Logging with Log4Net on the Azure platform

Log4Net on Azure

I have always been a big fan of the Log4Net framework for all of my logging needs in applications and I would like to use this framework in my azure projects as well. And to be honest it isn’t even that difficult: just configure it to the TraceAppender as everything written to the tracelog will be transferred by the diagnostics manager to azure table storage. 

But there are two problems, or inconveniences, with this approach. First of all, you have to both configure log4net and the diagnostics monitor. This is a pretty repetitive task that you don’t want to perform over and over again for every application you create.  Secondly log4net is configured using the application’s configuration file, which is rather inconvenient on azure as it isn’t editable.


To solve both of these problems we can instead create a custom appender that both sets up the diagnostics monitor as well as read the log4net configuration from the service configuration file instead of the application configuration file.

In order to do so, you have to inherit a class from AppenderSkeleton.

public sealed class AzureAppender : AppenderSkeleton

First thing that needs to be done is ensure that the configuration values are read from the service configuration file, if they are present. This is a bit clumbsy on azure as you cannot check for the presence of a configuration key, all you can do is act on the exception thrown when the key is not present. Make sure to set all values before the ActivateOptions method is called.

The following example shows you how to read the error level from config and apply it to the log4net environment.

private static string GetLevel()        
           return RoleEnvironment.GetConfigurationSettingValue(LevelKey);            
       catch (Exception)            
            return "Error";            

 private void ConfigureThreshold()
     var rootRepository = (Hierarchy) log4net.LogManager.GetRepository();
     Threshold = rootRepository.LevelMap[GetLevel()];

The appender for this article supports the following configuration settings:

  • Diagnostics.ConnectionString Sets the connection string to be used when transferring the log entries to table storage
  • Diagnostics.Level Sets the threshold that log4net will use to filter the logs to output.
  • Diagnostics.Layout Defines the layout and content that log4net will use to create the log entries
  • Diagnostics.ScheduledTransferPeriod Specifies the interval, in minutes, that will be used by the diagnostics manager to transfer logs to azure table storage
  • Diagnostics.EventLogs Configures which of the event log sections will be transferred from the azure instance to azure table storage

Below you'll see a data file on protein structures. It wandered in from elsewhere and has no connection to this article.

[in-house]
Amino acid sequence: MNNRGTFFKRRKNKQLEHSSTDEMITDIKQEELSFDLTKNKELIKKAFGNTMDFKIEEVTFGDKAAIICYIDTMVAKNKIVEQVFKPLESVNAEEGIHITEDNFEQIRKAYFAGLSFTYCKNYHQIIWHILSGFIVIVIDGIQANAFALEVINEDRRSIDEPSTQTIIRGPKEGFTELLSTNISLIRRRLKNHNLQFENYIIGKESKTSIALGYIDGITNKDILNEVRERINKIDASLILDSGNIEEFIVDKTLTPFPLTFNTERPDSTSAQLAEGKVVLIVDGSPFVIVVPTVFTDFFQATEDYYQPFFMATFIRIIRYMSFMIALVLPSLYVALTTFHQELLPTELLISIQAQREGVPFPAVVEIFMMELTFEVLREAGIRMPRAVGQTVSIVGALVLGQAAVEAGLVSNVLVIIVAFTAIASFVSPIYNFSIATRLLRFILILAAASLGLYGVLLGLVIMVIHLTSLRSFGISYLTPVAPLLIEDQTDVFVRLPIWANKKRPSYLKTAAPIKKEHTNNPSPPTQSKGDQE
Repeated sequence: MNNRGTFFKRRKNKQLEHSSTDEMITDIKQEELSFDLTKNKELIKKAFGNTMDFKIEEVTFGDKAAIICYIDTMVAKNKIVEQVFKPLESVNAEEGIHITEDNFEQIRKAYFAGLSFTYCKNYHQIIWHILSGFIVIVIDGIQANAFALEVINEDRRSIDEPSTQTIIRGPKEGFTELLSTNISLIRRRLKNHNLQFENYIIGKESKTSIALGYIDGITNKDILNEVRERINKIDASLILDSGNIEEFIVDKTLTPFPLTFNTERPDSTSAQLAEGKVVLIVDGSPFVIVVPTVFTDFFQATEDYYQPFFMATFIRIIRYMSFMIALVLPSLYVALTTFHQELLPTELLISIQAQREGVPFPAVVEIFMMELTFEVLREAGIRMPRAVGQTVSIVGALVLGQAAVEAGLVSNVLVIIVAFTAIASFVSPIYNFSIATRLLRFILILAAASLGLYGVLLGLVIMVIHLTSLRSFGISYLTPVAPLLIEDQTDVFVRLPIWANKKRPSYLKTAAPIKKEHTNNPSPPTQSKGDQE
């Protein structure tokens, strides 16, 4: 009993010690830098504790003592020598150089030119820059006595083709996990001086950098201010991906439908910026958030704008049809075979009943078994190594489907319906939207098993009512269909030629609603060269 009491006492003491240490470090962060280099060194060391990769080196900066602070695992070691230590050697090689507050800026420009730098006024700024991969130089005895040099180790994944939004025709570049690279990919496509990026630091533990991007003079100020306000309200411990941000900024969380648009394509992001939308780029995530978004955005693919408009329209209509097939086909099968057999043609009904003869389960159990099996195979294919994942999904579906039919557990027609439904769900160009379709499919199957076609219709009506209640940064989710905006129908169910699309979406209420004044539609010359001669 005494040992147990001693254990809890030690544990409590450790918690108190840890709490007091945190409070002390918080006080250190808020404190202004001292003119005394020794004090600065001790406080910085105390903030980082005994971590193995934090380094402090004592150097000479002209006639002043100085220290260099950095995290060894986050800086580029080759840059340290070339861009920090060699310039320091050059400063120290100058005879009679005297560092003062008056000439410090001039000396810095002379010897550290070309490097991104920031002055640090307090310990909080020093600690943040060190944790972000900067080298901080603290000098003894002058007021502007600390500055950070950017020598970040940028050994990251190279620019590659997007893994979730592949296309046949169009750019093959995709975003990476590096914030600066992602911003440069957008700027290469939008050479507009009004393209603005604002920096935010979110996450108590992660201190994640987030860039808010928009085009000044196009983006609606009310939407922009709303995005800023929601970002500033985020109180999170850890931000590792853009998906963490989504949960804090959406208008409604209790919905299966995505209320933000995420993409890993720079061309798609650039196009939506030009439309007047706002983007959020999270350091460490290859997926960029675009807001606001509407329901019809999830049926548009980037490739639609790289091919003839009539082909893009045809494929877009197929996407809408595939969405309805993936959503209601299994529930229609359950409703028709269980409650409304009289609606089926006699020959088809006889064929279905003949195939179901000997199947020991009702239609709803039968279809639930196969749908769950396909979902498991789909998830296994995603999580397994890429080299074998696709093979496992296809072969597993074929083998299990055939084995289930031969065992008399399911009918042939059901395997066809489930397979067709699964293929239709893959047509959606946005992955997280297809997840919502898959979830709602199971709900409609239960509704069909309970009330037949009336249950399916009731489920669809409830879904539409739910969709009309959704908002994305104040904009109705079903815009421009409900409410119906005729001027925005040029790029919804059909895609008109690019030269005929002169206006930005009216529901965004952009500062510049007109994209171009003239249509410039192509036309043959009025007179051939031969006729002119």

When the options have been set and activated, the log4net environment has been completely configured to make proper use of our custom appender and we can start azure diagnostics monitor. Note that the diagnostics monitor also has a threshold that allows you to filter the logs written to storage. But as log4net is already filtering, we don’t need to do it here anymore so we set the filter to Verbose.

 private void ConfigureAzureDiagnostics()
    var traceListener = new DiagnosticMonitorTraceListener();

    var dmc = DiagnosticMonitor.GetDefaultInitialConfiguration();

    //set threshold to verbose, what gets logged is controled by the log4net level
    dmc.Logs.ScheduledTransferLogLevelFilter = LogLevel.Verbose;



    DiagnosticMonitor.Start(ConnectionStringKey, dmc);

private void ScheduleTransfer(DiagnosticMonitorConfiguration dmc)
    var transferPeriod = TimeSpan.FromMinutes(ScheduledTransferPeriod);
    dmc.Logs.ScheduledTransferPeriod = transferPeriod;
    dmc.WindowsEventLog.ScheduledTransferPeriod = transferPeriod;

private static void ConfigureWindowsEventLogsToBeTransferred(DiagnosticMonitorConfiguration dmc)
    var eventLogs = GetEventLogs().Split(';');
    foreach (var log in eventLogs)

That’s all there is to it basically, the only thing we need to do now is to apply the appender to the environment. This is done by creating an instance of the appender, configure it either in code or using the settings in the service configuration file, and finally configure the log4net environment.

var appender = new AzureAppender();

You can find the source for this appender in the NServiceBus project and feel free to use it in your projects. I also want to give special credits to Andreas Ohlund for creating the first version of this appender.